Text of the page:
nziff ’11: Medianeras
dir. Gustavo Taretto | Argentina/Germany/Spain | 2011 | 95 mins.
It takes a great deal of ambition to critically examine the relationship between a city and its inhabitants. It’s risky to attempt to do this with a wide range of characters, and even more risky to do so with only two characters. Gustavo Taretto does just this. With a fun opening that details the architectural styles of Buenos Aires and the many issues that arise from their peculiarities, the film moves to focus on the lives of two neurotic twenty-somethings, their aimlessness, and their troubled relationships.
This sounds like the beginnings of a romantic comedy—and Medianeras is a truly modern romantic comedy, only it goes much further than that. Taretto is much more concerned with the inability of his two protagonists to actually meet in this modern world, how their city defines them. The film still presents a “Will-they/won’t-they?” situation, but the question is more when our protagonists—played charmingly by Pilar López de Ayala and Javier Drolas—will meet, rather than whether they will become a couple.
We become invested in both of these flawed, sympathetic and hilarious people long before they first cross paths like ships in the night, and we are totally rooting for them to get together. The not-yet-met conceit is an interesting and vital injection of life into the standard romantic comedy formula, but also serves the themes of the film very well.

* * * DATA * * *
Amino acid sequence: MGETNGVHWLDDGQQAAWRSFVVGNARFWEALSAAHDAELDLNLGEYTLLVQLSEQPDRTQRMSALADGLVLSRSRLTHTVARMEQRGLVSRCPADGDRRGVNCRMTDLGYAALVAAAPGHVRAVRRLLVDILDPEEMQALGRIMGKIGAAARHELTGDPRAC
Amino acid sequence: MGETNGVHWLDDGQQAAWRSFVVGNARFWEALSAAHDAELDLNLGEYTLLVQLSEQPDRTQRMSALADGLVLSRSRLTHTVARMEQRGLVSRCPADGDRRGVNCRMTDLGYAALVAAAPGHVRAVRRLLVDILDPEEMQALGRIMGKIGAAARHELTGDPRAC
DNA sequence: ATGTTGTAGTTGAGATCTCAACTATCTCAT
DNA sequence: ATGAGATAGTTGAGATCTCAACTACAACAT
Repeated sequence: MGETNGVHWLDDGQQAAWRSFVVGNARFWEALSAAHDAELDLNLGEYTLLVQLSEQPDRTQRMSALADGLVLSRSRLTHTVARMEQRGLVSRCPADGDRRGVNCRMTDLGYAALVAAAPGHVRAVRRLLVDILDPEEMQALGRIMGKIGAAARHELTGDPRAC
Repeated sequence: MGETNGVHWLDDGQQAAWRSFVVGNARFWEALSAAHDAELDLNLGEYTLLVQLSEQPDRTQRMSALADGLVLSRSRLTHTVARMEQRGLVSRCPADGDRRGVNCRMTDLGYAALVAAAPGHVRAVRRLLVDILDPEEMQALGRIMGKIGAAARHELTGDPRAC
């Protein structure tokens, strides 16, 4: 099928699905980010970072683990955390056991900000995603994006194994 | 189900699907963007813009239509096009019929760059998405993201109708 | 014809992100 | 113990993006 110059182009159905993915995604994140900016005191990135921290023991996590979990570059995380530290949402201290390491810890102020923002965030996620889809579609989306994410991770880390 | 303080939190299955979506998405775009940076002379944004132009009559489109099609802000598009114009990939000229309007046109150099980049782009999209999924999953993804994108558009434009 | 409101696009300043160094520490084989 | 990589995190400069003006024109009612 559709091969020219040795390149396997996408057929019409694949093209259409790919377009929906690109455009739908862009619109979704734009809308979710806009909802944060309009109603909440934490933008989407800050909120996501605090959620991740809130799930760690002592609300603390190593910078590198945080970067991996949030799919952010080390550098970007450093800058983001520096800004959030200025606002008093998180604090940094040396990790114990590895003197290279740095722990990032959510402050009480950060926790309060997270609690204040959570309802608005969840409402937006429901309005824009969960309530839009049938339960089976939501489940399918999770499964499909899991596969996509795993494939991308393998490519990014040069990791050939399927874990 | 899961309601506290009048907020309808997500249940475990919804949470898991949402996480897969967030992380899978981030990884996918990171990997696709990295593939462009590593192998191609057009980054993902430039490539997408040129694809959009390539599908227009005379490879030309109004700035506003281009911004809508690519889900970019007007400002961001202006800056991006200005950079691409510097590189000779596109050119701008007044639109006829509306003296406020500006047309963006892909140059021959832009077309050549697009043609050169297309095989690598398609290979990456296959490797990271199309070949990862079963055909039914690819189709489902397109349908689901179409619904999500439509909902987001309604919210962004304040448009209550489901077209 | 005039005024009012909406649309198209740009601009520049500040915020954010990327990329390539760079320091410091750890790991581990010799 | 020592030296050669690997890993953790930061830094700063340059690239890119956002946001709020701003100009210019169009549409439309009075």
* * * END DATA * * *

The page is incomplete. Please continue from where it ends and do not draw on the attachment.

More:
Taretto’s film deals intelligently and empathetically with how people use technology to socialise—particularly over short distances within the same area of a city—and how this ultimately comes to define their lives. To its credit, the film never judges its protagonists, preferring to simply observe their struggles to connect with other like-minded individuals.
Medianeras is not without its faults, though: it risks getting too precious at points—even as de Ayala’s character’s dilemma of never being able to solve a “Where’s Wally?” set in the city actually pays off massively. Taretto makes sure the film remains a vibrant, entertaining commentary on modern people and the technology that defines them—and how everything might actually be okay despite that.
The New Zealand International Film Festivals began on July 14 in Auckland, and finish there this weekend; they started in Wellington yesterday, and travel to Dunedin, Christchurch, Palmerston North, and Hamilton throughout August, then Nelson, Tauranga, New Plymouth, Hawke’s Bay, Greymouth, Masterton in September and October, before finishing in Kerikeri in November.
Full information on all films in the programme is at the festival’s website.